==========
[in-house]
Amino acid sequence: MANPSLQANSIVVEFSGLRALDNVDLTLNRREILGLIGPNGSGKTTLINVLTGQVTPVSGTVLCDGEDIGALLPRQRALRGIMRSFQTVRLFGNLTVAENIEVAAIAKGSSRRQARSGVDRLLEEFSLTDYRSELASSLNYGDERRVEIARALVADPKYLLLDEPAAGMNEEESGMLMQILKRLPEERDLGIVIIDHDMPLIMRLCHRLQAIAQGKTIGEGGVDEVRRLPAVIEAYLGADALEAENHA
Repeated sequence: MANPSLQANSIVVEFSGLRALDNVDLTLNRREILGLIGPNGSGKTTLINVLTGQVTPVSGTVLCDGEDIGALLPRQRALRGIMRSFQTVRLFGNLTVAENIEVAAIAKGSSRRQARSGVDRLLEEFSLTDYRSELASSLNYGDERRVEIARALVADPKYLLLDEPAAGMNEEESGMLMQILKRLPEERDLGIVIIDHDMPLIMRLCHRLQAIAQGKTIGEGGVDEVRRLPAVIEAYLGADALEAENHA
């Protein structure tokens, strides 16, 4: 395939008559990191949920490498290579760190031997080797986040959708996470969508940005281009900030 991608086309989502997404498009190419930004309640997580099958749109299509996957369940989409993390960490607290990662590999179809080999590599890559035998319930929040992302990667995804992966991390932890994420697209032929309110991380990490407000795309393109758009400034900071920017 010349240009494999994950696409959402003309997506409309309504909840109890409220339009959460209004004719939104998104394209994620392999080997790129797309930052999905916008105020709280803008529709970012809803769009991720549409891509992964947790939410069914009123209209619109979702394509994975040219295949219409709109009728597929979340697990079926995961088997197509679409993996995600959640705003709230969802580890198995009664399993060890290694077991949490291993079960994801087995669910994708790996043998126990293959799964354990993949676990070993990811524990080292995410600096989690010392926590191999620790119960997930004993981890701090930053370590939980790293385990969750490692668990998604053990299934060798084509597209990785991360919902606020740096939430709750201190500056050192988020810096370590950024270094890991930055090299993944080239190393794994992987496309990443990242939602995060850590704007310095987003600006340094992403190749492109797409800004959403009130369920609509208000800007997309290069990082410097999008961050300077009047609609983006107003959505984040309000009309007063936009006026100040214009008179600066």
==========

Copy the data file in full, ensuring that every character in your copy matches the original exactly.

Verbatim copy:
[in-house]
Amino acid sequence: MANPSLQANSIVVEFSGLRALDNVDLTLNRREILGLIGPNGSGKTTLINVLTGQVTPVSGTVLCDGEDIGALLPRQRALRGIMRSFQTVRLFGNLTVAENIEVAAIAKGSSRRQARSGVDRLLEEFSLTDYRSELASSLNYGDERRVEIARALVADPKYLLLDEPAAGMNEEESGMLMQILKRLPEERDLGIVIIDHDMPLIMRLCHRLQAIAQGKTIGEGGVDEVRRLPAVIEAYLGADALEAENHA
Repeated sequence: MANPSLQANSIVVEFSGLRALDNVDLTLNRREILGLIGPNGSGKTTLINVLTGQVTPVSGTVLCDGEDIGALLPRQRALRGIMRSFQTVRLFGNLTVAENIEVAAIAKGSSRRQARSGVDRLLEEFSLTDYRSELASSLNYGDERRVEIARALVADPKYLLLDEPAAGMNEEESGMLMQILKRLPEERDLGIVIIDHDMPLIMRLCHRLQAIAQGKTIGEGGVDEVRRLPAVIEAYLGADALEAENHA
């Protein structure tokens, strides 16, 4: 395939008559990191949920490498290579760190031997080797986040959708996470969508940005281009900030 991608086309989502997404498009190419930004309640997580099958749109299509996957369940989409993390960490607290990662590999179809080999590599890559035998319930929040992302990667995804992966991390932890994420697209032929309110991380990490407000795309393109758009400034900071920017 010349240009494999994950696409959402003309997506409309309504909840109890409220339009959460209004004719939104998104394209994620392999080997790129797309930052999905916008105020709280803008529709970012809803769009991720549409891509992964947790939410069914009123209209619109979702394509994975040219295949219409709109009728597929979340697990079926995961088997197509679409993996995600959640705003709230969802580890198995009664399993060890290694077991949490291993079960994801087995669910994708790996043998126990293959799964354990993949676990070993990811524990080292995410600096989690010392926590191999620790119960997930004993981890701090930053370590939980790293385990969750490692668990998604053990299934060798084509597209990785991360919902606020740096939430709750201190500056050192988020810096370590950024270094890991930055090299993944080239190393794994992987496309990443990242939602995060850590704007310095987003600006340094992403190749492109797409800004959403009130369920609509208000800007997309290069990082410097999008961050300077009047609609983006107003959505984040309000009309007063936009006026100040214009008179600066």